The SIUE School of Nursing is ranked among the top nursing schools in U.S. News & World Reports 2016 edition of Best Graduate Schools.
It is the first time SIUE’s growing School of Nursing has broken into this particular rating.
“It is an honor to be included among the top 25 percent of nursing graduate schools, and the credit goes to our extremely dedicated leadership and faculty,” said Dr. Laura Bernaix, interim dean of the SIUE School of Nursing. “As the school continues to mature and expand, we fully expect that our students’ educational experience will continuously improve, our research efforts will heighten and the school’s positive impact in our community and throughout the region will be dramatic.”
During the past 10 years (2005-2014), the overall number of fall admissions to SIUE School of Nursing graduate programs has increased by more than 30 percent. Also during that same time frame, the number of students who have graduated from School of Nursing graduate programs has doubled.
Programs at the 503 nursing schools with master’s or doctoral programs accredited by either the Commission on Collegiate Nursing Education or the Accreditation Commission for Education in Nursing were surveyed. SIUE is listed No. 122.
Nursing school deans and deans of graduate studies at nursing schools were asked to rate the quality of master’s programs from marginal to outstanding. These indicators included:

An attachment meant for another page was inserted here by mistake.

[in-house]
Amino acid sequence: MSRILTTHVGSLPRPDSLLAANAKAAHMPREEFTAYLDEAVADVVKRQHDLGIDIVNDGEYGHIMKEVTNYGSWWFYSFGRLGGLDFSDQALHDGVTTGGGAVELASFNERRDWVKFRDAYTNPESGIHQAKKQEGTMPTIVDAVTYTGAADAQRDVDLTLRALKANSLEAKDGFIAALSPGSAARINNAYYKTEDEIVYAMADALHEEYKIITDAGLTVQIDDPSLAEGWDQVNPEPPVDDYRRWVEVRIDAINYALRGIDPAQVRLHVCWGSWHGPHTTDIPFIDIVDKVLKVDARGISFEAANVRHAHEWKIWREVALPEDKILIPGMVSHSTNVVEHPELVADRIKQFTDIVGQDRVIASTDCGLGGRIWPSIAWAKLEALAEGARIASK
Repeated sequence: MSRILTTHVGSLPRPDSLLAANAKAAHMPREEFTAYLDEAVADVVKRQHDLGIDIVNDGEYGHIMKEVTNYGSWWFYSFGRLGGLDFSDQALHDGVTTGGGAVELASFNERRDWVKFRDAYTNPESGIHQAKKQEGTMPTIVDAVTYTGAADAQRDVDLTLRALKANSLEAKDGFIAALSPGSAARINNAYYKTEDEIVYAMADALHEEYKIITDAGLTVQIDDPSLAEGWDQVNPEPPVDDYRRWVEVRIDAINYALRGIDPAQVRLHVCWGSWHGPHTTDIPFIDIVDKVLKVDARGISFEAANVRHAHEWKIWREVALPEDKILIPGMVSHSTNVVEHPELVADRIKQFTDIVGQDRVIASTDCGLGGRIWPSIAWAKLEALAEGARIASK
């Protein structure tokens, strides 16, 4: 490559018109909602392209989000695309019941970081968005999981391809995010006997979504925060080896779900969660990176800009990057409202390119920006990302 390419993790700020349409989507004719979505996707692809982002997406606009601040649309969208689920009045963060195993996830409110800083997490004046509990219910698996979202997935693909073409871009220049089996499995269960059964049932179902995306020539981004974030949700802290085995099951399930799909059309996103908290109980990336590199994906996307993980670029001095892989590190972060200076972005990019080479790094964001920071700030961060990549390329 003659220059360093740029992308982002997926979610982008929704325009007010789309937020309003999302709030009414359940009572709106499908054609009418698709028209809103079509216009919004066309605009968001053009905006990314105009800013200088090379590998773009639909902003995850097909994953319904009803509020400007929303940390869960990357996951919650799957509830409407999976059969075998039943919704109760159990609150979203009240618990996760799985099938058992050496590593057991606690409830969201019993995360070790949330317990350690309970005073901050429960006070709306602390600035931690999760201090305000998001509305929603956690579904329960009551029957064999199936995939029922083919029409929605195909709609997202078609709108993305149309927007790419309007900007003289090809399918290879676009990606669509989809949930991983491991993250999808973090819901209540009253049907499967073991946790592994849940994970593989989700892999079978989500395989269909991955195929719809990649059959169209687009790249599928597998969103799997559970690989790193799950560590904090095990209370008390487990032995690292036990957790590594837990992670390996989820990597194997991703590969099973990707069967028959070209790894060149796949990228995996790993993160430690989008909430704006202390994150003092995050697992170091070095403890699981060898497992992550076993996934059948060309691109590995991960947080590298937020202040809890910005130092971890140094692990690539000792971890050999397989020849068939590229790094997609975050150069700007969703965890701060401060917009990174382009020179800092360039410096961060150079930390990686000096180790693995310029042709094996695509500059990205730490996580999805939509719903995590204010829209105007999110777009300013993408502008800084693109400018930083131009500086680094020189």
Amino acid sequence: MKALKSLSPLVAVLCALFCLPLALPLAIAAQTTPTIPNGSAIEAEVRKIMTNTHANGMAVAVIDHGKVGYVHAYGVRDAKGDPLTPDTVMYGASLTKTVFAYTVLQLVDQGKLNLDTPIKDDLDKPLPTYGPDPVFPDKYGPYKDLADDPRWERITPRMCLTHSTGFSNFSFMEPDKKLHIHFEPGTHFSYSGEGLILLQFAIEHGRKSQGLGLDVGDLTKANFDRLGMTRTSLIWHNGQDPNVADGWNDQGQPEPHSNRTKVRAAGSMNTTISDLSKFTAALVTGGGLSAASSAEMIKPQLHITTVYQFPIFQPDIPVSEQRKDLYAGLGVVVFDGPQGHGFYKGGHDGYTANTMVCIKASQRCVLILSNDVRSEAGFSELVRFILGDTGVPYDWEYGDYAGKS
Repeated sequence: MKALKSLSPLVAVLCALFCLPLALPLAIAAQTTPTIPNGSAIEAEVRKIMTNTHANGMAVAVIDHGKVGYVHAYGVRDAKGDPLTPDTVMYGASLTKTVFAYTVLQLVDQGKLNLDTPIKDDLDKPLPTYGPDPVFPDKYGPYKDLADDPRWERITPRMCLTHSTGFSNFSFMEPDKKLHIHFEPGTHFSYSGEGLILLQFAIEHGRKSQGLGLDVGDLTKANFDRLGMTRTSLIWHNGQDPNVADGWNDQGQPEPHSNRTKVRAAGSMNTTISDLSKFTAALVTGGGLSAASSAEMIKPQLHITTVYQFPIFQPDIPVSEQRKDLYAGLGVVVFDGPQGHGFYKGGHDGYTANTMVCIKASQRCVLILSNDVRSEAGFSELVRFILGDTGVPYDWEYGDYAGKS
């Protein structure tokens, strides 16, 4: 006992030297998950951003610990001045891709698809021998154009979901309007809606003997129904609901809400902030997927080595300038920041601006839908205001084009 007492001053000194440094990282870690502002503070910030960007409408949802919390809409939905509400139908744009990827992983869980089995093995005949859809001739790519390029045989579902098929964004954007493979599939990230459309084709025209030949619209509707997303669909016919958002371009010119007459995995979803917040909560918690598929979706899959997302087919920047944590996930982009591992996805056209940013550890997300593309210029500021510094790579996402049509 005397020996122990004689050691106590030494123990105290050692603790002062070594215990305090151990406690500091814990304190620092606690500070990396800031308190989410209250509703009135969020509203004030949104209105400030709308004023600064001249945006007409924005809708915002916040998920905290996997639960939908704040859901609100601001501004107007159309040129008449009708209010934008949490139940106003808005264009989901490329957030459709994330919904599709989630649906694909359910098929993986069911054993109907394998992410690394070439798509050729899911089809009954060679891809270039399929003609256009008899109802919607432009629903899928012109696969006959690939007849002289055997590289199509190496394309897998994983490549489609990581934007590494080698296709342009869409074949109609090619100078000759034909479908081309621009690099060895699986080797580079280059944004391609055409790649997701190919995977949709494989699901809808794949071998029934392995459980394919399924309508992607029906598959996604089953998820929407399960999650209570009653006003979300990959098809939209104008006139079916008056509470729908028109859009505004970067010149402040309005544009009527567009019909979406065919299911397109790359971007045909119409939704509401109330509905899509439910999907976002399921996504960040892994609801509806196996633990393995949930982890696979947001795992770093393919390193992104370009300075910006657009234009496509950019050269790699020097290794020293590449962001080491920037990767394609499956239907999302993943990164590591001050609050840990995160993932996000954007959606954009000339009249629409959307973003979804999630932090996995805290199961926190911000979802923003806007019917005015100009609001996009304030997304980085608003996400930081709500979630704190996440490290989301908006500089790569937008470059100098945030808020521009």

Student selectivity and achievement: The strength of nursing students entering master’s programs in fall 2014 was measured by their mean undergraduate grade point average and the acceptance rate of master’s students in fall 2014. The number of master’s degrees awarded to the 2013 graduating class measured achievement.
Faculty resources: This score was based on the 2014 ratio of full-time master’s students to full-time faculty, the proportion of 2014 full-time faculty with doctoral degrees; the proportion of full-time faculty with membership in the Institute of Medicine of the National Academies or who are fellows of the National Institutes of Health, fellows of the American Academy of Nursing or fellows of the American Association of Nurse Practitioners in fall 2014; the proportion of 2014 full-time faculty in active nursing practice; and the number of 2013 master’s degrees in nursing awarded per full-time faculty member in the past school year.
Research activity: For fiscal year 2014, based on total National Institutes of Health (NIH) and other federal research grants to the nursing school; average NIH and other federal research grants per full-time nursing faculty member; total NIH and other federal educational and practical initiative grants to the nursing school; and average NIH and other federal educational and practical initiative grants per full-time nursing faculty member.